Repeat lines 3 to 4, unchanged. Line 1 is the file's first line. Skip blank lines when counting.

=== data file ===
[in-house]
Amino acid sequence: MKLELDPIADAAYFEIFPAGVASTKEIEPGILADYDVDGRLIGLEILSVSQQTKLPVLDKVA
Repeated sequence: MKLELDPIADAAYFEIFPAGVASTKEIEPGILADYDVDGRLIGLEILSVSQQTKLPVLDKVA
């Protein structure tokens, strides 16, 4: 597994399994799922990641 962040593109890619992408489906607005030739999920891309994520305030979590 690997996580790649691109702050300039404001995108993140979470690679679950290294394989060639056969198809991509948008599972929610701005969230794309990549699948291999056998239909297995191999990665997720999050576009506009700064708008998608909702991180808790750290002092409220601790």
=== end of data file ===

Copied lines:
Repeated sequence: MKLELDPIADAAYFEIFPAGVASTKEIEPGILADYDVDGRLIGLEILSVSQQTKLPVLDKVA
């Protein structure tokens, strides 16, 4: 597994399994799922990641 962040593109890619992408489906607005030739999920891309994520305030979590 690997996580790649691109702050300039404001995108993140979470690679679950290294394989060639056969198809991509948008599972929610701005969230794309990549699948291999056998239909297995191999990665997720999050576009506009700064708008998608909702991180808790750290002092409220601790």